“The older our society becomes, the more visually impaired people we will have and the more natural it will probably become that these people do use these devices to make them more independent. And the more natural it might become for us to see people in the streets with their devices.”
Apart from that, citizens also fear that the use of technology could lead to a stigmatization of the users. In this context, they mentioned that both size and weight of the technical solutions should be as small, and thus as imperceptible, as possible.
3.1.2. Data Collection and Use
Various aspects of technical data collection to improve the orientation of people with visual impairments have been topics of the citizen discussions. First, it was discussed that “(we have to consider) which data we need to realize the system. And then we have to weigh up, if we collect data, where and how do we store them?” (B1: 627-641). Especially, the use of cameras in public spaces and the related evaluation options were greeted with skepticism. The general requirements for sensible use of image recognition and processing include the exclusive use for orientation purposes, the timely deletion of collected data, the exclusion of automated recognition of vehicles or persons, and the exclusion of the disclosure of the collected data to third parties (e.g., regulatory authority, police, and companies). According to the participants’ views, data protection (i.e., access to data) and data security (the exclusion of data manipulability) should be guaranteed by local data processing, i.e., without internet connection (technical isolated application).
3.1.3. Characteristics and Expectations to Technology
Apart from the characteristics already mentioned regarding visibility and weight of the assistive system—“then we also had that the devices should become so small that they … do not catch someone’s eye” (B1: 321-322)—citizens expressed further wishes as technology requirements during the discussion. They requested that the technical system’s acoustic signals have to be clearly distinguishable from possible surrounding noises. The discussants also considered the volume of signals, for both the user and the direct social environment. These signals should be as discreet as possible, so that they do not interfere with, or drown out, warning shouts or other social interactions. Besides this, the participants referred to the increased importance of hearing for spatial orientation in combination with visual impairments, which should not be affected by technical signals. In general, the technical system should report obstacles or dangers immediately and directly to allow the users reaction in time to change their direction, for example. Nevertheless, the type or volume of signals should not startle the users.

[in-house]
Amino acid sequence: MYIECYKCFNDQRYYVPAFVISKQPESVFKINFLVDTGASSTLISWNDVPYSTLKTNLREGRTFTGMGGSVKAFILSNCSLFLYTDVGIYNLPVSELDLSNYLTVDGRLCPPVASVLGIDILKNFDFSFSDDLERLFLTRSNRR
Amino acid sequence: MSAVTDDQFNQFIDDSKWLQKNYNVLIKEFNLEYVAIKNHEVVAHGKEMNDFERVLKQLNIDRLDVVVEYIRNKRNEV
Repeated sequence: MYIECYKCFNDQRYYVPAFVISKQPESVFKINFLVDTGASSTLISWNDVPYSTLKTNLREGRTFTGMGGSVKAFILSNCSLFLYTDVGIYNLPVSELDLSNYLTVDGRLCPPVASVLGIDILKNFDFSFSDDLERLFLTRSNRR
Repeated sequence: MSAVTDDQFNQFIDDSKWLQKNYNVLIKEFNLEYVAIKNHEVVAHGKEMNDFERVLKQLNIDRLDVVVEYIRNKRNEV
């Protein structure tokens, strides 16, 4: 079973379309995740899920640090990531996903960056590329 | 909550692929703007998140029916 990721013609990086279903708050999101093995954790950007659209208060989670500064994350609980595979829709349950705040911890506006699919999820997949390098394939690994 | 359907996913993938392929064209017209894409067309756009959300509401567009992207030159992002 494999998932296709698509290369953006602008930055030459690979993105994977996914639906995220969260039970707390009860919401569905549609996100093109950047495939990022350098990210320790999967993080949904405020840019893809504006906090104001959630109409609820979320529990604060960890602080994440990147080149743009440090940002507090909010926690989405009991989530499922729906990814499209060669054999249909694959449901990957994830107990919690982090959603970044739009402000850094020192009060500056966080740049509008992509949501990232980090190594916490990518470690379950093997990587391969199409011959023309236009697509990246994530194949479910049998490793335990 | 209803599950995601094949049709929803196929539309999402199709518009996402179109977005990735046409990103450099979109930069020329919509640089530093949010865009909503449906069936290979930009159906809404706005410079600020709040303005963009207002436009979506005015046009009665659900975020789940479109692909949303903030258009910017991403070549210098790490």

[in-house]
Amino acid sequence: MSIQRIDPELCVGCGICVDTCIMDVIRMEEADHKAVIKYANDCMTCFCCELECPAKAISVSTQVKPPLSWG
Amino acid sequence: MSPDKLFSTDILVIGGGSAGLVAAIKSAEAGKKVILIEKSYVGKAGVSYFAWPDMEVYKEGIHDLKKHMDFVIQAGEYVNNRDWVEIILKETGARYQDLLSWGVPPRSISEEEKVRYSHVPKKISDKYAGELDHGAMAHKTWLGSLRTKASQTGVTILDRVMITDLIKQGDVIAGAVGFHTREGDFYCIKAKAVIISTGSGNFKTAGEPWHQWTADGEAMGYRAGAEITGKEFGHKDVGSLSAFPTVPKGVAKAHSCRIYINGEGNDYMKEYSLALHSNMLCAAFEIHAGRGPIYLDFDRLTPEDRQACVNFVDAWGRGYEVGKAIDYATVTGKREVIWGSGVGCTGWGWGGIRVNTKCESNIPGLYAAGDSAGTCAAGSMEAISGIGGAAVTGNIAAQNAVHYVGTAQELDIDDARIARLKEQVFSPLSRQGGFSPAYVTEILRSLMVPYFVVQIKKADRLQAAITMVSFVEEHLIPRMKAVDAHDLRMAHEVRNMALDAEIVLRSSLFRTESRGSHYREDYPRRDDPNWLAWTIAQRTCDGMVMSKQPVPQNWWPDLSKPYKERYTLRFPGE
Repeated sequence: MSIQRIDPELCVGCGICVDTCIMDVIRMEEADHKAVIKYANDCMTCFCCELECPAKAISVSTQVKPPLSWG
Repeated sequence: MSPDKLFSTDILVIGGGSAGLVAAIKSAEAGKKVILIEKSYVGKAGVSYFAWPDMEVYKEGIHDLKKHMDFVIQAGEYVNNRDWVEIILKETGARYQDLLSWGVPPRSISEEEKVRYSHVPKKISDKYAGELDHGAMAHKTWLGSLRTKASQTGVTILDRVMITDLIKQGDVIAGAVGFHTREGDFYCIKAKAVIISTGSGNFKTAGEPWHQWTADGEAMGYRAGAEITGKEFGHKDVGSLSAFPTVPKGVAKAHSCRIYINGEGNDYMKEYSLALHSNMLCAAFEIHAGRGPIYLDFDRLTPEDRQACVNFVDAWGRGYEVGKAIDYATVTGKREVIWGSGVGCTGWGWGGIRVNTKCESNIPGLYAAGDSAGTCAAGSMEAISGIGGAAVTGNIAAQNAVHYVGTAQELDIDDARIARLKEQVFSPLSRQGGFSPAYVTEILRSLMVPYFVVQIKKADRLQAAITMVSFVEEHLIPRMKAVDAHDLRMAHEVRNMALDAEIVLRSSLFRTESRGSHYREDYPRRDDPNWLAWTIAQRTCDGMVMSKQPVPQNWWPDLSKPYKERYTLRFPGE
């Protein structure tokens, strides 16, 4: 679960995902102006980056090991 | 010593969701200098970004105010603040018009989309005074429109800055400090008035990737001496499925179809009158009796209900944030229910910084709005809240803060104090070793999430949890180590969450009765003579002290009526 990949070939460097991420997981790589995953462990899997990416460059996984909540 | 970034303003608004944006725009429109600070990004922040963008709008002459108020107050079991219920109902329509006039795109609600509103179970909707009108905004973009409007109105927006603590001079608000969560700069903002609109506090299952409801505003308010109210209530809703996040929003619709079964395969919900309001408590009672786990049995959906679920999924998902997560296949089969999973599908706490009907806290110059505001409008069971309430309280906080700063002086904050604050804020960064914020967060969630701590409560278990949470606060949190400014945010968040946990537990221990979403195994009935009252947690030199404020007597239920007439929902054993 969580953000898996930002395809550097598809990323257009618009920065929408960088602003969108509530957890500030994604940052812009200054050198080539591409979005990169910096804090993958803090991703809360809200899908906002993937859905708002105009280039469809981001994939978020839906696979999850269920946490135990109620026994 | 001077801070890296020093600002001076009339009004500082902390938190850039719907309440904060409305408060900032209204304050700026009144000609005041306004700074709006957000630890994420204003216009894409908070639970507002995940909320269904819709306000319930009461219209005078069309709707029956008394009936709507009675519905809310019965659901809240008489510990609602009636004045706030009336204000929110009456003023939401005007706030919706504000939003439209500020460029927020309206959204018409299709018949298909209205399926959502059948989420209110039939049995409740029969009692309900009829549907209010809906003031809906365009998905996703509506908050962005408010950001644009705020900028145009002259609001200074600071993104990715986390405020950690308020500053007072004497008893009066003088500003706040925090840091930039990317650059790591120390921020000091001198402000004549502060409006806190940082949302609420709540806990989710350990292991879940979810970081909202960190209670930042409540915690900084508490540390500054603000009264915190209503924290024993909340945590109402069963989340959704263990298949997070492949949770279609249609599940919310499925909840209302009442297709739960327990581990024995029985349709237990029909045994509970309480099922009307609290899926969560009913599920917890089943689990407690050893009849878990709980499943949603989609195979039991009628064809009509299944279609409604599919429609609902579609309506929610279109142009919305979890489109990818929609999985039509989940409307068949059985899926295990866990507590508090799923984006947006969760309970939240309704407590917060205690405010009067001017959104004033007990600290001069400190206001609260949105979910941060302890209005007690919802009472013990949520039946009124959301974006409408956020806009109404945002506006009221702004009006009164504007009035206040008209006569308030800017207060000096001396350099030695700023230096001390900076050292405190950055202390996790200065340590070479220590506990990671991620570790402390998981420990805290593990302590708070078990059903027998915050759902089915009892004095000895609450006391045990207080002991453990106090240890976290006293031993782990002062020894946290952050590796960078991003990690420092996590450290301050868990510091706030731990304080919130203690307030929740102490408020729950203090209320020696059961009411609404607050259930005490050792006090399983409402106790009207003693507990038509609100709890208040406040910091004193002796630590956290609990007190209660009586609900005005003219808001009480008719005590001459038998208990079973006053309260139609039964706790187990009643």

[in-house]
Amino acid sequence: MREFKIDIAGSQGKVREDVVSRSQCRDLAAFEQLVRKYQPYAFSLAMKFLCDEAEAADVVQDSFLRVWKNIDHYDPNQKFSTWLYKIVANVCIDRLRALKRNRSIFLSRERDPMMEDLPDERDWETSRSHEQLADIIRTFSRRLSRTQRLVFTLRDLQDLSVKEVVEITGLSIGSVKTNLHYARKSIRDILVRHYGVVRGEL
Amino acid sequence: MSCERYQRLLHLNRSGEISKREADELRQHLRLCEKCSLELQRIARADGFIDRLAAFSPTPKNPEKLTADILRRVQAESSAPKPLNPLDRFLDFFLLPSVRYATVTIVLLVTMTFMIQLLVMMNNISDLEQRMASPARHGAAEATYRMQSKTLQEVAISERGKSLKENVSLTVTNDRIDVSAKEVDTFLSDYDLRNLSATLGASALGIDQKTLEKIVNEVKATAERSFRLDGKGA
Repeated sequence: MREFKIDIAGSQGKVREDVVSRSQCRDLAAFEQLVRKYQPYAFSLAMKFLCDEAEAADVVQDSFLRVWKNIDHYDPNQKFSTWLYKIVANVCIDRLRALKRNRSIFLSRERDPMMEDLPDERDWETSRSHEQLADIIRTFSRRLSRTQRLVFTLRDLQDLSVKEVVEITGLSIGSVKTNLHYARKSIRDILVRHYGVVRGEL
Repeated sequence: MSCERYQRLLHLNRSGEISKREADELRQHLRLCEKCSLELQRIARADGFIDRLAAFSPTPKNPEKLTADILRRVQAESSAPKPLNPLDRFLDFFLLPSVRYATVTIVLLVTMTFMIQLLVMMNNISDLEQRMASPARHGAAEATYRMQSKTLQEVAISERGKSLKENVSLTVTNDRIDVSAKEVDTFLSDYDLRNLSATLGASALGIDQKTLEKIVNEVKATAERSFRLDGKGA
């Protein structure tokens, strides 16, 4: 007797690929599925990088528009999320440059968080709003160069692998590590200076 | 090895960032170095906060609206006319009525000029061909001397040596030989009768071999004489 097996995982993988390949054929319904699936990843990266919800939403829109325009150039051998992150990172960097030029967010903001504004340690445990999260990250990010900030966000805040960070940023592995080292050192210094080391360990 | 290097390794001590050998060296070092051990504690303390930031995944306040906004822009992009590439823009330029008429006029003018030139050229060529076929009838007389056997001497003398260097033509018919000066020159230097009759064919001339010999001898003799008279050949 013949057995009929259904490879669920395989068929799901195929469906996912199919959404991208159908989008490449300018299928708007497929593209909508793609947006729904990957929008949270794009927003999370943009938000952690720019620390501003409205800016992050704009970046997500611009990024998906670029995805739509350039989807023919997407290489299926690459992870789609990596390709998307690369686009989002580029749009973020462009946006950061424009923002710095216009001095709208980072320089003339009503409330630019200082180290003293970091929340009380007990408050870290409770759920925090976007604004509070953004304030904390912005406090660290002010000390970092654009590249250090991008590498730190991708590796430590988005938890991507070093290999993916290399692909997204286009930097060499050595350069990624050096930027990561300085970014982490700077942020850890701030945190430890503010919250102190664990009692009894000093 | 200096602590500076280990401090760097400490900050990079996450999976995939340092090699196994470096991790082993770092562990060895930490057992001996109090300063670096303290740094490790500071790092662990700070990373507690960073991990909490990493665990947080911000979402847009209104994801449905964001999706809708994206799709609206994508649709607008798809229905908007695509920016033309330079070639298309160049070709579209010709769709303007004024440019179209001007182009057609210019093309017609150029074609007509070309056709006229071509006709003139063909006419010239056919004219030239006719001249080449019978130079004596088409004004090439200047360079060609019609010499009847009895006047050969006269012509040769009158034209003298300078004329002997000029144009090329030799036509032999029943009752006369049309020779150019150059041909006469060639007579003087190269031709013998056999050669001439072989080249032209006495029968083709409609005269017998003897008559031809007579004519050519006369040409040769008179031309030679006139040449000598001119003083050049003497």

The participants also requested that the technical system should be highly compatible with other technical devices and applications to make sure that the users are not bound to one or a few providers of technical components. Also, the possibility of connecting different devices to increase the number and quality of information about the surroundings was pointed out. Traffic signal controls, for example, could provide useful information for a “certain spatial orientation”
(B1: 747-750). Communication with (semi)autonomous cars was also intensely discussed, “That the [affected people] can make contact with approaching cars, etc., and the other way round”
(B2: 1069-1076). Citizens also exchanged their views on a user network for the proposed system. This could make the system self-learning, for example by using the routes of other affected people. The existence of dead spots and insufficient signal reception, especially in rural areas, was also addressed:
“GPS is also not so precise yet, I think 10 m, and in many places you don’t have it, especially if I’m out in the countryside … so, when I’m doing my trekking tours, I have walked really strange ways. Well, the infrastructure is not that good yet, so even if I do have the device, this does not automatically include the infrastructure.”
For the cases of technical system failure, redundancies were considered appropriate, i.e., the possibility to switch to other systems or system components with equivalent functions. In this context, existing solutions, such as the long cane, were mentioned as well. An easy and fast change of support systems improves security and increases the users’ options.
3.1.4. Handling of Technology
Regarding the simple and intuitive handling of technical components, especially for elderly users, the participating citizens called for an option to customize the technical system, i.e., adapt its feedback to the individual users and their special requirements. Some participants even suggested specific technical solutions:
“Then it only has to be designed in a way that allows elderly people with slightly shaking fingers to use it, too. With real buttons and not these touch keys the iPhone uses, but something to press, that could make sense.”
In the participants’ view, the need to make themselves familiar with a smartphone could keep elderly people from using it. Nevertheless, opposing opinions were also expressed, since the number of smartphone users is also growing among the older generation. However, they agreed that the integration of smartphones as the central interface between people and individual technical components could definitely be a feasible method. Apart from that, as a certain contradiction to the system’s individual configurability, it was requested that the number of necessary technical components should be as small as possible, i.e., few devices with many functions rather than a large number of specialized single devices.
The participants themselves came up with the possibility of implanting (neuronal) chips to improve the human–machine interface, which provoked wide and controversial discussions. While some participants considered such a physical intervention as possible and beneficial, there were also determined opponents of such a scenario.